Yes, public transportation is available in most of the valleys, which can shorten some flat sections of the hike. Additionally, there are some cable cars that can take you up the mountains, reducing the amount of ascending you do on some stages.
Yes, but only through the valley. That means that it will be waiting for you at your next accommodation on the valley floor, be it a hotel or a chalet. If you are staying a night in between in a mountain hut, you have to take enough with you in the backpack to make it an extra day.
Yes, except at stages 10 and 11, where the nature parks prohibit them, so you’ll need to do a detour.
Some parts of the trail are exposed to thunder, so hiking them in that kind of weather is heavily unadvised. Still, you can make up for that lost time by taking public transportation when possible.
Most of them do not, which is why you should always have enough cash to pay for anything extra than what is included in our tours. Only one hut needs to be paid on the spot, of which we inform you in advance. Do not worry about the hotels and other private accommodations though — they mostly accept them. Still, it is recommended you always have some extra cash with you in case something goes wrong.
You’re going to be traveling through three countries — Italy and France use Euros (EUR) while Switzerland has Swiss Francs (CHF).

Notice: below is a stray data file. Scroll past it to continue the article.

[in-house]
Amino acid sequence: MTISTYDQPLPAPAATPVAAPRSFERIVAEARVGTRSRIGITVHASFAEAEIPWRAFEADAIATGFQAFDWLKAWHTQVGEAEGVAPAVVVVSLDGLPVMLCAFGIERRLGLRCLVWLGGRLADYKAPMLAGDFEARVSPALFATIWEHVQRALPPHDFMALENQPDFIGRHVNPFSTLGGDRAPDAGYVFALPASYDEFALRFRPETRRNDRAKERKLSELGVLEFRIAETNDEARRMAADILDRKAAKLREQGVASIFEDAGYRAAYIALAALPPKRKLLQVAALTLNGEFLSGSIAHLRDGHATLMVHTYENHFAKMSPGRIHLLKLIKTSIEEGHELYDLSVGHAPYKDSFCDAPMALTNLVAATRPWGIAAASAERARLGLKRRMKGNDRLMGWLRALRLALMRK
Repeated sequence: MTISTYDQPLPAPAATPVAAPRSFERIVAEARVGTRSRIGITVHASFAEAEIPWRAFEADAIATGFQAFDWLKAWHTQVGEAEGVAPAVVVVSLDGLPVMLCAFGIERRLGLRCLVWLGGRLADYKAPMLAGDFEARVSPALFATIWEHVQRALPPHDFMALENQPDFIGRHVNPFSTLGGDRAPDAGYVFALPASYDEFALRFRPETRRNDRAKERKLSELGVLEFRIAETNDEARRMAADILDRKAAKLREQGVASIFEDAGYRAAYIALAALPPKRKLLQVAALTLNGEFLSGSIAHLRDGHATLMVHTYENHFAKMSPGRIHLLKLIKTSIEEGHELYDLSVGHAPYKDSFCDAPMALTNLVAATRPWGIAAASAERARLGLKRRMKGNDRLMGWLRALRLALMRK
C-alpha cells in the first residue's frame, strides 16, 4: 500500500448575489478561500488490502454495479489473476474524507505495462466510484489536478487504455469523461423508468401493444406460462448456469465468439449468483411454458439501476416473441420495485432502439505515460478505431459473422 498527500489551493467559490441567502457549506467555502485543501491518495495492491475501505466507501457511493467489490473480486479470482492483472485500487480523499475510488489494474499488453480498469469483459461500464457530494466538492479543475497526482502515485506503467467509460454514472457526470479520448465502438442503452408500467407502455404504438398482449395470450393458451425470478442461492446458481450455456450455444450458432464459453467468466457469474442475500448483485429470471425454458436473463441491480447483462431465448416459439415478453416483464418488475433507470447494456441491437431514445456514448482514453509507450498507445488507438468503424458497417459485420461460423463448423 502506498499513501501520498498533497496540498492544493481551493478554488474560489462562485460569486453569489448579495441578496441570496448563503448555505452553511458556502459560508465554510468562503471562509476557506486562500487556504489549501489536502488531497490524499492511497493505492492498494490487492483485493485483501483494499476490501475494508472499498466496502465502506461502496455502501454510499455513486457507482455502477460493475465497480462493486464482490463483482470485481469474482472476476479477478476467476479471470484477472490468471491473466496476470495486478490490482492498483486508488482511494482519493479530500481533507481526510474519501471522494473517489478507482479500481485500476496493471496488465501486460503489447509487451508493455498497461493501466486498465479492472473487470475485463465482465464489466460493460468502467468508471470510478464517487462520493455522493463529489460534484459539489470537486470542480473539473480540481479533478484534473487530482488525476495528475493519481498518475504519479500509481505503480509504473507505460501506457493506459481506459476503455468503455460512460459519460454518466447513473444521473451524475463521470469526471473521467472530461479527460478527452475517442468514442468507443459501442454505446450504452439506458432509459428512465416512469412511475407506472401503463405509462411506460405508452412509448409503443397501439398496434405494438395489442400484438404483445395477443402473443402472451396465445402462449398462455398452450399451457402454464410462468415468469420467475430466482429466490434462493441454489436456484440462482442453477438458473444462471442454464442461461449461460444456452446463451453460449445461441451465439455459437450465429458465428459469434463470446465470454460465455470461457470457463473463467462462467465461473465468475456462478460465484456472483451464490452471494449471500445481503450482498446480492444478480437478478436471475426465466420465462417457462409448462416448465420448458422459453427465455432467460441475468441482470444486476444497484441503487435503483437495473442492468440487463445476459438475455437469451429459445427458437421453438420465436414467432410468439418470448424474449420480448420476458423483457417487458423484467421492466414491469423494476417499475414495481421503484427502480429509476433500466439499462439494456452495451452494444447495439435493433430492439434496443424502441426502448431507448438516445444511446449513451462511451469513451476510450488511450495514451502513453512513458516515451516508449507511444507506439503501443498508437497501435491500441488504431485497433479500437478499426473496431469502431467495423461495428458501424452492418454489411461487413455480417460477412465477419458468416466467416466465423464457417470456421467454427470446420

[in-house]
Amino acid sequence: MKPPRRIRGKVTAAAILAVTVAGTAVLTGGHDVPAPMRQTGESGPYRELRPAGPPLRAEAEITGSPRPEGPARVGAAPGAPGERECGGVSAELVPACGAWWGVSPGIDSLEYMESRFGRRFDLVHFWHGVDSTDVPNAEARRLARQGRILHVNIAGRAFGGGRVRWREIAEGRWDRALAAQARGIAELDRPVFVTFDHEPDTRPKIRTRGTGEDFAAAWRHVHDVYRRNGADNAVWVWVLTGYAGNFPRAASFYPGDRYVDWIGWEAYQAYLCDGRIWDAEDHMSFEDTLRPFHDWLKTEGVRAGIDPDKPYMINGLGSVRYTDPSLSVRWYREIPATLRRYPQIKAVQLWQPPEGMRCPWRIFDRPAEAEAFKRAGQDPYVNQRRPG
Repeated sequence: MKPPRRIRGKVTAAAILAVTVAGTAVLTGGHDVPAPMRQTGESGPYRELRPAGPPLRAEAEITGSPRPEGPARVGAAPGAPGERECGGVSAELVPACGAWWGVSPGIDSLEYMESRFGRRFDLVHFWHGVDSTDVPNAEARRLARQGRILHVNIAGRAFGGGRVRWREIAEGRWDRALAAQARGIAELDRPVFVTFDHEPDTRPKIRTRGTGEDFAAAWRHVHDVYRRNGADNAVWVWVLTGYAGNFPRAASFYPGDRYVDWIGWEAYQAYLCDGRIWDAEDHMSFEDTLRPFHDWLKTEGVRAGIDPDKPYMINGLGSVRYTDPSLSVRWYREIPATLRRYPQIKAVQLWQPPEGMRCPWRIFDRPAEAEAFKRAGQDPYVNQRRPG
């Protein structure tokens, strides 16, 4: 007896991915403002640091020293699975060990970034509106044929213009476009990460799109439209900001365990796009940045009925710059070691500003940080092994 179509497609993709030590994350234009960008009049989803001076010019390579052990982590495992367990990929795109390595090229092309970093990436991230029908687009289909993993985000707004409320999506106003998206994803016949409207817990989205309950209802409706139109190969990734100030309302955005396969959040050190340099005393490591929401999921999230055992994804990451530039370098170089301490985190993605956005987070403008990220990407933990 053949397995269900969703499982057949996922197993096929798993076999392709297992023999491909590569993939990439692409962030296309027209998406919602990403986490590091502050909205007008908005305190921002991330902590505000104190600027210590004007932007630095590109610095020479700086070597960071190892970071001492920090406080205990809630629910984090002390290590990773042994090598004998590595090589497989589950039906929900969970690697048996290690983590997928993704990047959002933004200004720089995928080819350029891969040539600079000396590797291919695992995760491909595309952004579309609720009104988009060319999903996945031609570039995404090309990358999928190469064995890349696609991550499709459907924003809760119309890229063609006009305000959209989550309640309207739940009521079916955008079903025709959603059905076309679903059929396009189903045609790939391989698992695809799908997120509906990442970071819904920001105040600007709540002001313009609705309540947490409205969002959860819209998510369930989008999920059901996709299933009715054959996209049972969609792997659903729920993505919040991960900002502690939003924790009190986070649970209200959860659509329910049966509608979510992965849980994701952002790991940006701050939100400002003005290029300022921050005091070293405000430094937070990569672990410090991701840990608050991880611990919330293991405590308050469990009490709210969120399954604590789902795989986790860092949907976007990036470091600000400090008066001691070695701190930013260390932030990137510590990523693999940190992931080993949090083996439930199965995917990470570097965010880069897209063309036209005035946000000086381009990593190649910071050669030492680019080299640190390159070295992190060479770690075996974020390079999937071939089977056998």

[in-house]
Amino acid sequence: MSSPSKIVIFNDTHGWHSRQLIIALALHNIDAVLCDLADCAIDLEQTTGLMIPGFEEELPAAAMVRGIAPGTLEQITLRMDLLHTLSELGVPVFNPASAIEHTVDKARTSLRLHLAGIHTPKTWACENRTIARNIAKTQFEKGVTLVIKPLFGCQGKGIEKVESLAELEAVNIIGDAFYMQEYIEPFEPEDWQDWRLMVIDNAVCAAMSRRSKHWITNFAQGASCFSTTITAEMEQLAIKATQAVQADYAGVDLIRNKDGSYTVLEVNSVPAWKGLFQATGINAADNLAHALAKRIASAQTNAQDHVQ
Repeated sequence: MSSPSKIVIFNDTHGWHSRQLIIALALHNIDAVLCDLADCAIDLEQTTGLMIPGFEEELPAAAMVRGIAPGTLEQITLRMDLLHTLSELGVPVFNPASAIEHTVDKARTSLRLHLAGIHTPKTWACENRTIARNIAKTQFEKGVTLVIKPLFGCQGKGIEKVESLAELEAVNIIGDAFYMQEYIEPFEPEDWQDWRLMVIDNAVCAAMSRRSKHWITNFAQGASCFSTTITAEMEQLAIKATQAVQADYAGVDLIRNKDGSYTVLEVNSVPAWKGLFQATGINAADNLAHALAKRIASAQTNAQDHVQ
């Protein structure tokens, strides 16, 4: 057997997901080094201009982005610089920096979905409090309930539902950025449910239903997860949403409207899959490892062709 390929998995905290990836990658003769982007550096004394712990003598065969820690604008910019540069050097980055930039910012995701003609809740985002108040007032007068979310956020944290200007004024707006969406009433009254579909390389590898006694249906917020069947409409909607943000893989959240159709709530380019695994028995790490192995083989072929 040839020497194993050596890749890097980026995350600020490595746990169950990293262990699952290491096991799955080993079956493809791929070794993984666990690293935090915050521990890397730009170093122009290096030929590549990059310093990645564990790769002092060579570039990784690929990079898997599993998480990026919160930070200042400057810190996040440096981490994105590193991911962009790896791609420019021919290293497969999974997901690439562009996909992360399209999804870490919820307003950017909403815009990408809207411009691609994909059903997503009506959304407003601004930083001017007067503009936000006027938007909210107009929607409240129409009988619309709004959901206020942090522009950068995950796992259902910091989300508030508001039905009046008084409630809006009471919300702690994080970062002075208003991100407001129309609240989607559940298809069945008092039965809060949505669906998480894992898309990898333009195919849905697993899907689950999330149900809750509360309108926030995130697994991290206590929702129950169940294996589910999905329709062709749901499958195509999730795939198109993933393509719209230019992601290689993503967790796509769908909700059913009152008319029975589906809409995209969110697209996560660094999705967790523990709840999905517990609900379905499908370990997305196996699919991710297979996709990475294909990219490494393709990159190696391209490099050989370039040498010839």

Some of them offer showers, but there might not be any hot water. In most, you need to buy a token to get a minute of hot water (if it didn’t run out already).
No. All of the huts have blankets, bedding, and pillows, but it’s nice to bring your own silk or cotton sleeping liner.
We can arrange it in the hotels and other accommodations in villages and towns along the way. As for the mountain huts, a rare few have that option, but it is usually the first one that is sold out, so you need to be really early if you want us to get it.
There isn’t in most of them. Enjoy the opportunity of disconnecting from technology and reconnecting with nature. But if you really need it, you can try to get some signal outside or wait until coming back to the valley. There, you should have no problem getting to the internet.
Vegetarian meals are readily available in most accommodations. On the other hand, vegan options are harder to be found, especially in the huts. But if you tell us enough in advance, we’ll contact the huts for you and try to accommodate you to the best of our abilities.
Choose which cookies you want to allow. You can change these settings at any time.
These cookies are essential for the website to function and cannot be switched off.
We use these cookies to analyze how our visitors use the website and monitor site performance.
These cookies are used to personalize ads and content based on your interests.